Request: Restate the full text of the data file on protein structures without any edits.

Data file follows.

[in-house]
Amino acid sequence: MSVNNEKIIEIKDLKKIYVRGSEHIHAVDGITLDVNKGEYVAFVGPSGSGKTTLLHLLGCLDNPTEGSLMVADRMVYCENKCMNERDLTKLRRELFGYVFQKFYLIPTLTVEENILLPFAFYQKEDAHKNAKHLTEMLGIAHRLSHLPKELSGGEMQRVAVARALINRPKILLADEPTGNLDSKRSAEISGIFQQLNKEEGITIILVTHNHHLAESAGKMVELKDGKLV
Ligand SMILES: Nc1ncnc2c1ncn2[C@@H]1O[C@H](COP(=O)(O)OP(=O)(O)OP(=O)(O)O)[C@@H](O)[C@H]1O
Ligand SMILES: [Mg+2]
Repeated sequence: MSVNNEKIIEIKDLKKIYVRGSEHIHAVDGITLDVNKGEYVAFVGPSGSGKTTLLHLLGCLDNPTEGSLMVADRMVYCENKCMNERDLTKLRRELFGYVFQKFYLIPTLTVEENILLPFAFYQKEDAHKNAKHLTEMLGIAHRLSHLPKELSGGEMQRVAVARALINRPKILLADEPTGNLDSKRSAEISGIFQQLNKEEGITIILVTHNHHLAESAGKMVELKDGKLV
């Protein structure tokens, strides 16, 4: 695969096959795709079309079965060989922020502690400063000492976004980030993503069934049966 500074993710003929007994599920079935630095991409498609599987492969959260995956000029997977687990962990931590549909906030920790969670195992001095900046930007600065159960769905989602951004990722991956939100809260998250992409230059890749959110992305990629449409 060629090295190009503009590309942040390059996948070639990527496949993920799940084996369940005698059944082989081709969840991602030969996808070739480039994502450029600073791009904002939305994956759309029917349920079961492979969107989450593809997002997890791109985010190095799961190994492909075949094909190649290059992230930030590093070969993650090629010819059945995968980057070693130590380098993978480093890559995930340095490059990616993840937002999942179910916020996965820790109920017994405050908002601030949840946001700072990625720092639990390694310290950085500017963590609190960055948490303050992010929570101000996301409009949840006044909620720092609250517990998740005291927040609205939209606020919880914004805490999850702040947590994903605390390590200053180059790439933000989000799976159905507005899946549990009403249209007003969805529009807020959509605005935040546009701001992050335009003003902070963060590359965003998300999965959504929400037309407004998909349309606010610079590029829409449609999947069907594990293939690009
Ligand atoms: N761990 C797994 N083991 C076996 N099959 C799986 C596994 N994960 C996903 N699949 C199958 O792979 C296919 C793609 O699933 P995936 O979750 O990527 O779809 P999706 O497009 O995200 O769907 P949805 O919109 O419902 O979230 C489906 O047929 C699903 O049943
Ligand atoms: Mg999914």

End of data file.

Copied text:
[in-house]
Amino acid sequence: MSVNNEKIIEIKDLKKIYVRGSEHIHAVDGITLDVNKGEYVAFVGPSGSGKTTLLHLLGCLDNPTEGSLMVADRMVYCENKCMNERDLTKLRRELFGYVFQKFYLIPTLTVEENILLPFAFYQKEDAHKNAKHLTEMLGIAHRLSHLPKELSGGEMQRVAVARALINRPKILLADEPTGNLDSKRSAEISGIFQQLNKEEGITIILVTHNHHLAESAGKMVELKDGKLV
Ligand SMILES: Nc1ncnc2c1ncn2[C@@H]1O[C@H](COP(=O)(O)OP(=O)(O)OP(=O)(O)O)[C@@H](O)[C@H]1O
Ligand SMILES: [Mg+2]
Repeated sequence: MSVNNEKIIEIKDLKKIYVRGSEHIHAVDGITLDVNKGEYVAFVGPSGSGKTTLLHLLGCLDNPTEGSLMVADRMVYCENKCMNERDLTKLRRELFGYVFQKFYLIPTLTVEENILLPFAFYQKEDAHKNAKHLTEMLGIAHRLSHLPKELSGGEMQRVAVARALINRPKILLADEPTGNLDSKRSAEISGIFQQLNKEEGITIILVTHNHHLAESAGKMVELKDGKLV
């Protein structure tokens, strides 16, 4: 695969096959795709079309079965060989922020502690400063000492976004980030993503069934049966 500074993710003929007994599920079935630095991409498609599987492969959260995956000029997977687990962990931590549909906030920790969670195992001095900046930007600065159960769905989602951004990722991956939100809260998250992409230059890749959110992305990629449409 060629090295190009503009590309942040390059996948070639990527496949993920799940084996369940005698059944082989081709969840991602030969996808070739480039994502450029600073791009904002939305994956759309029917349920079961492979969107989450593809997002997890791109985010190095799961190994492909075949094909190649290059992230930030590093070969993650090629010819059945995968980057070693130590380098993978480093890559995930340095490059990616993840937002999942179910916020996965820790109920017994405050908002601030949840946001700072990625720092639990390694310290950085500017963590609190960055948490303050992010929570101000996301409009949840006044909620720092609250517990998740005291927040609205939209606020919880914004805490999850702040947590994903605390390590200053180059790439933000989000799976159905507005899946549990009403249209007003969805529009807020959509605005935040546009701001992050335009003003902070963060590359965003998300999965959504929400037309407004998909349309606010610079590029829409449609999947069907594990293939690009
Ligand atoms: N761990 C797994 N083991 C076996 N099959 C799986 C596994 N994960 C996903 N699949 C199958 O792979 C296919 C793609 O699933 P995936 O979750 O990527 O779809 P999706 O497009 O995200 O769907 P949805 O919109 O419902 O979230 C489906 O047929 C699903 O049943
Ligand atoms: Mg999914």